Heritage: Will the Senate Minority Be Silenced?
Life is good when you’re in the majority—and Senate Majority Leader Harry Reid (D-NV) seems to believe he’ll be there forever.
Reid has already effectively shut down the opportunity for minority Senators to offer amendments to bills. Now he is angling to change the Senate’s rules so that minority members cannot filibuster a bill.
The way the Senate is set up, every Senator has the ability to debate legislation. But as Heritage senior legal fellow Hans von Spakovsky notes, “If members lose these abilities, the majority party will have the unchecked capability to shut off debate and pass legislation without opposition.”
The filibuster—famously depicted in the movie Mr. Smith Goes to Washington—actually doesn’t happen that often. As Senator Jim DeMint wrote for Heritage in November, “The last person to engage in a genuine filibuster was the ultraliberal Vermont Senator Bernie Sanders. In 2010, He spoke on the Senate floor for eight hours straight in an attempt to defeat legislation to extend tax rates.”
In recent years, Republicans have not filibustered legislation, despite Reid’s current crusade. DeMint notes that “filibusters have not prevented the Democrat-led Senate from passing a budget over the past three years, preventing the so-called ‘fiscal cliff,’ or taking steps to reduce our $16 trillion and rising debt. Harry Reid has.”
To shut down debate takes a vote of three-fifths of the Senate. But Reid wants to change longstanding Senate rules so that a simple majority of 51 Senators could end any debate. This has been called the “nuclear option.”
Of course, Reid seems to assume that his party will never lose the majority, and this rule change would work forever in his favor. Both Reid and President Obama have previously argued against changing the rules when it wouldn’t benefit them.
In 2005, then-Senator Barack Obama correctly argued:
what [the American people] don’t expect, is for one party, be it Republican or Democrat, to change the rules in the middle of the game so that they can make all the decisions while the other party is told to sit down and keep quiet…everyone in this chamber knows that if the majority chooses to end the filibuster—if they choose to change the rules and put an end to democratic debate—then the fighting and the bitterness and the gridlock will only get worse.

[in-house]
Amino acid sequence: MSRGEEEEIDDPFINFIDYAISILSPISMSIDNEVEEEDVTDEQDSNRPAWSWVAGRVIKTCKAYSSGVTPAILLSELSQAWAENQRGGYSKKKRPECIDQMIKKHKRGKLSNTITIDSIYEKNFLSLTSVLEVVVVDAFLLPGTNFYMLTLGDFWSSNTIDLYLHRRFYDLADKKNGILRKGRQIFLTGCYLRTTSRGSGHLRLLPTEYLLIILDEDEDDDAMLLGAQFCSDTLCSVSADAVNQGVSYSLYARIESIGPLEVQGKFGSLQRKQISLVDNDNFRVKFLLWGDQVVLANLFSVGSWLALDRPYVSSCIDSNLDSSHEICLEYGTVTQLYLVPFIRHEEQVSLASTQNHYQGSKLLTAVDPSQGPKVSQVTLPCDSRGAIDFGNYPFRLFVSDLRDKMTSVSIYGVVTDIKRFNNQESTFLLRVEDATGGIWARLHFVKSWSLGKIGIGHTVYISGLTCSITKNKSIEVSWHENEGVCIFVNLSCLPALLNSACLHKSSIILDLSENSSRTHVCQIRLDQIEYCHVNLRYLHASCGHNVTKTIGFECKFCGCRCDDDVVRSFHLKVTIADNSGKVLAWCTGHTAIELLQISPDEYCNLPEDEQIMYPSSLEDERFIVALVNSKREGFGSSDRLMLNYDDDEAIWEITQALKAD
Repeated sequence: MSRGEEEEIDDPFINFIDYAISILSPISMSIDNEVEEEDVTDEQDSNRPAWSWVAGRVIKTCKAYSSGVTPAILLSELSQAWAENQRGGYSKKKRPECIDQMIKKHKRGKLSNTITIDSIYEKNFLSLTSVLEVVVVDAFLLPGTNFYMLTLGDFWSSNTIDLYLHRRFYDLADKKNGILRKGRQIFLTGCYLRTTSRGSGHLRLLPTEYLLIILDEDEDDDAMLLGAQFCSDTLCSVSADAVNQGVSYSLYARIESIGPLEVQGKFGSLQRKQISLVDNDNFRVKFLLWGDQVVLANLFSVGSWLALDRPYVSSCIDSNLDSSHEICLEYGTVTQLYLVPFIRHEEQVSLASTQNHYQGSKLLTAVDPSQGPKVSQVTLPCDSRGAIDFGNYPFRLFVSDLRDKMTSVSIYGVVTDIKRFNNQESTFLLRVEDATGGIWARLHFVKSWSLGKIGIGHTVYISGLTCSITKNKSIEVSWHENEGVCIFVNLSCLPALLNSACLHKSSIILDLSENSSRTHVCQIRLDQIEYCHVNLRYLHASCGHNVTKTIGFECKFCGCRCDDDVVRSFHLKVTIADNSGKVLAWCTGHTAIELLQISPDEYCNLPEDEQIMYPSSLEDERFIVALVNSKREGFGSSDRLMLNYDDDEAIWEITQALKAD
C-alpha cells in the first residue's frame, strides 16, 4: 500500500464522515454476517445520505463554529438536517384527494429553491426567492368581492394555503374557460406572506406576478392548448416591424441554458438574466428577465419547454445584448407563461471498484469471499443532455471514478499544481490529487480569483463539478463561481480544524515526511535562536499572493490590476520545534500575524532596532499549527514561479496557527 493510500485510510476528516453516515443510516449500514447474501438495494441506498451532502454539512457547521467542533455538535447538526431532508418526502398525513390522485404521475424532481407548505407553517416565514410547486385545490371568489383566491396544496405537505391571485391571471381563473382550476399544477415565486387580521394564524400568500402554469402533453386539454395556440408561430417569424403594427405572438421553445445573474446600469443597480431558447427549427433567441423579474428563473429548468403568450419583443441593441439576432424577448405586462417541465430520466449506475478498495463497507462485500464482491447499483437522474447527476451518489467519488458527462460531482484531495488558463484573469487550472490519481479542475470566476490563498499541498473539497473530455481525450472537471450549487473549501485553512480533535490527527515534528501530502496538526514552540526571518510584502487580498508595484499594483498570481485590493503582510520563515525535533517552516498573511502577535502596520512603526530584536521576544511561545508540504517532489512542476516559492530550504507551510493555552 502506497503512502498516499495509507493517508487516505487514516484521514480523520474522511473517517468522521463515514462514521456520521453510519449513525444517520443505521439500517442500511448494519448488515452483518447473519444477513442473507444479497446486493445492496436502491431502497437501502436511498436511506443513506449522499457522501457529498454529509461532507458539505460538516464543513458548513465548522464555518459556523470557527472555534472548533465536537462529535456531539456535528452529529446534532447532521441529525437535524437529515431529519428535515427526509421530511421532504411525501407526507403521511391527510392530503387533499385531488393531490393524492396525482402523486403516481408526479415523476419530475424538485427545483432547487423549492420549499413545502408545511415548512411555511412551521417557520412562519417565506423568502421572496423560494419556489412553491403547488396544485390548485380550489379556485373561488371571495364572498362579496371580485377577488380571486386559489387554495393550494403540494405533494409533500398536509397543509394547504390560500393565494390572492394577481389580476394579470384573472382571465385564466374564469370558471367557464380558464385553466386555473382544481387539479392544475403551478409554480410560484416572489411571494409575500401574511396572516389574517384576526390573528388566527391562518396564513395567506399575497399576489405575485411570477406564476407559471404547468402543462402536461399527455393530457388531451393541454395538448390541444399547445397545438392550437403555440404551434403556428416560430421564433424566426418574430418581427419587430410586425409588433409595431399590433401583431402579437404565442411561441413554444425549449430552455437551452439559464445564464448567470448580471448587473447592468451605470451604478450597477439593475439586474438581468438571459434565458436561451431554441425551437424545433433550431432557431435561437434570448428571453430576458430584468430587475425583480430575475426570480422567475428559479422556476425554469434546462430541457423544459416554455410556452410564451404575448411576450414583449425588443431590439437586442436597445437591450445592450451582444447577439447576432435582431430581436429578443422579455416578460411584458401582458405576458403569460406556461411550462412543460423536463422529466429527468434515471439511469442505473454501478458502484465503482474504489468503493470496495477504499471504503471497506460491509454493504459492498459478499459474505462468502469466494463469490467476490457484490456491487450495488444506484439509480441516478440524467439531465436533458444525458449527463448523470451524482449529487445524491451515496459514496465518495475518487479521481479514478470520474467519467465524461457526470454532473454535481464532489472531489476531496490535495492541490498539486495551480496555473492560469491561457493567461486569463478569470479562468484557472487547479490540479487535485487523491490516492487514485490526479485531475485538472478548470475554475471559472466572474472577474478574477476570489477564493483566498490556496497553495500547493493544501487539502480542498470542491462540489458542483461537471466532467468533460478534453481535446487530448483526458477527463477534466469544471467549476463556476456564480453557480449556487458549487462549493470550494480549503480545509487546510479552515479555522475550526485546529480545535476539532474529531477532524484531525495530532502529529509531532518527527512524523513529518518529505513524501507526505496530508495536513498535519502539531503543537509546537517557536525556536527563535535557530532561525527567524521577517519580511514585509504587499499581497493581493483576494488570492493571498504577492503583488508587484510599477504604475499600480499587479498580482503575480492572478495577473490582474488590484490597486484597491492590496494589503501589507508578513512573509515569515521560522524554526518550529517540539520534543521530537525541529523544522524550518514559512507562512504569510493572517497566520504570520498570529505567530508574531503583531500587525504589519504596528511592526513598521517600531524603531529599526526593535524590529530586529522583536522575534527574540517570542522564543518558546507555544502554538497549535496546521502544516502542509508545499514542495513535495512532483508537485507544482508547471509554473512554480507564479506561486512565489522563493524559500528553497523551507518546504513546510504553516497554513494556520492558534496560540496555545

Reid isn’t the only one looking to change the Senate rules. Senators John McCain (R-AZ) and Carl Levin (D-MI) are now claiming that their plan for a bipartisan “reform” of Senate procedures is a better idea. But von Spakovsky explains that it would “create a new category of super senators who will be empowered to participate in the legislative process to the exclusion of rank-and-file members.” It would concentrate power in the hands of only four Senators, excluding the other 96 from being able to offer amendments to legislation.
“This proposal may be worse than Reid’s because it would empower the leadership of both parties to the detriment of open debate and a free amendment process available to all members,” von Spakovsky writes.
The Senate’s rules were set up for very good reasons. Von Spakovsky reminds us that “George Washington told Jefferson that the Senate was intended to ‘cool’ House legislation in the same way that a saucer was used to cool hot tea.” Unlike the House, in the Senate, every state has equal representation, and every Senator should have a voice. If the rules change every time the majority party changes, the Senate will lose its ability to deliberate in the way it was designed.